Nunatsiaq News
FEATURES: Nunavik January 02, 2018 - 11:00 am

Nunavik’s longtime Oblate missionary, Father Jules Dion, dies at 89

Father Dion arrived in Nunavik in 1955

JANE GEORGE
In 2013, Father Jules Dion stands near a soapstone carving of the Virgin Mary made by the late Mitiarjuk Nappaaluk for the Saint Anne mission in Kanigiqsujuaq. Father Dion died Dec. 25, at the age of 89, in Richelieu, Que. (PHOTO BY JANE GEORGE)
In 2013, Father Jules Dion stands near a soapstone carving of the Virgin Mary made by the late Mitiarjuk Nappaaluk for the Saint Anne mission in Kanigiqsujuaq. Father Dion died Dec. 25, at the age of 89, in Richelieu, Que. (PHOTO BY JANE GEORGE)

For nearly 60 years, Oblate missionary Father Jules Dion—better known in Nunavik by his Inuktitut name, Pirtiu—served as priest, mechanic, carpenter, dog team runner, hunter, fisherman, doctor, dentist and part-time snowmobile salesman to several generations of Inuit in Quaqtaq and Kangiqsujuaq.

Dion, who had retired from his mission in Kangiqsujuaq, died Dec. 25 at the Résidence Notre-Dame de Richelieu, where he has lived since 2015.

He was 89 years and nine months old.

Dion arrived in Quaqtaq on Nunavik’s Ungava Bay in July 1955, as a newly-ordained Oblate missionary.

He wanted to go to Canada’s Arctic as a missionary even at a young age, and, at 19, entered an Oblate monastery.

Ordained as a priest on April 25, 1954, he landed in Quaqtaq a little more than a year later.

“I arrived in Quaqtaq in July 1955, from Belgium, and stayed there for 10 years,” he told Nunatsiaq News in 1999.

“At that time, there was just the mission, one building, and most people were living out along the coast. Only at Christmas time would everyone come into Quaqtaq.”

Families arrived by dog-team and built individual igloos by the mission, in time for celebrations that began in earnest on Dec. 24, Dion said.

“Everyone would be wearing their beautiful new clothes, made for Christmas,” he said. “And we would then begin the games, competitions and dog-team races. One relay involved bringing blocks of ice that we’d cut to use for water during the winter down from the lake to the mission. As well as being a race, it was a service.”

On Dec. 24, Dion always said the Midnight Mass, and afterwards everyone shared tea, biscuits and candy.

Around the time of December’s first full moon, an army plane would make a parachute drop of mail and gifts over Quaqtaq.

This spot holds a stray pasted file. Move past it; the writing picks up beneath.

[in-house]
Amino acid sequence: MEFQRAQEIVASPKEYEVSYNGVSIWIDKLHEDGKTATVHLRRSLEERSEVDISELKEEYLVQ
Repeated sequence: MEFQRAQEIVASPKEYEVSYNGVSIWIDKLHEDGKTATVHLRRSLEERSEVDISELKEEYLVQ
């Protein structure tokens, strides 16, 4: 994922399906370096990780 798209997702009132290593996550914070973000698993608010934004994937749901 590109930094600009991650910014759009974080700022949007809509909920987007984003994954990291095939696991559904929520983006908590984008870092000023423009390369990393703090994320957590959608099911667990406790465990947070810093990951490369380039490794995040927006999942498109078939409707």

“But sometimes the parachute wouldn’t open and the basket would split open on the rocks and the presents would get all battered. Once we received a fruit cake, but its tin was crushed, and all the beads that the women were to use for decorating their clothes ended up in the fruit cake. So, we finally cut up what was left of the cake into small pieces, and when all the older men and women came over to the mission to play cards, we munched on the pieces of the cake and,in this way, we managed to recover the beads,” he said.

“And the cake, it was excellent!”

There were also toys for the children, collected by the army and shipped up by boat in the summer, which Father Dion would wrap for distribution at Christmas.

Although these early holidays held many good memories for Father Dion, there were also hard moments, reflecting the difficult realities of life in Nunavik during the 1950s and 1960s.

Once, Dion recalled, a man travelling to the Christmas festivities stopped to feed his dogs from a meat cache—but the hungry dogs ran off, leaving him to walk alone to Quaqtaq, for hours, in stormy weather.

He arrived with frozen feet, but managed to keep some of his toes, thanks to injections of penicillin and an evacuation south later on, in mid-January.

“There were no nurses. Nothing. In fact, the nearest doctor was in Pangnirtung, and we would consult on the radio,” Dion said.

After seven years in Quaqtaq, Father Dion went out of the North for the first time. By then, he spoke Inuttitut fluently.

“I was so happy to be with the Inuit,” he said in the book, Fifty Years Below Zero, which tells the story of Father Dion’s long and deep connection with Nunavik.

A party was held in 2004 to celebrate his 50 years in Nunavik, and Dion received certificates of appreciation from the communities of Kangiqsujuaq and Quaqtaq.

“These 50 years of life in the North have made me happy because this fulfilled my deepest desire, which was to go and live with the Inuit. I have never regretted asking to come among them. I was well prepared, ready for everything and nothing surprised me. If I was to redo everything all over, I would make the same choice,” he said in the book.

A visitation for Father Dion will take place at the Residence Notre-Dame 460, 1st Street Richelieu, Que., J3L 4B5 on Friday, Jan. 5, from 6:30 p.m., with prayers at 7:30 p.m., and again on Saturday, Jan. 6, from 12:30 p.m. to 2 p.m., when the funeral is scheduled.

Interment will take place at a later date at the Oblate cemetery in Richelieu.

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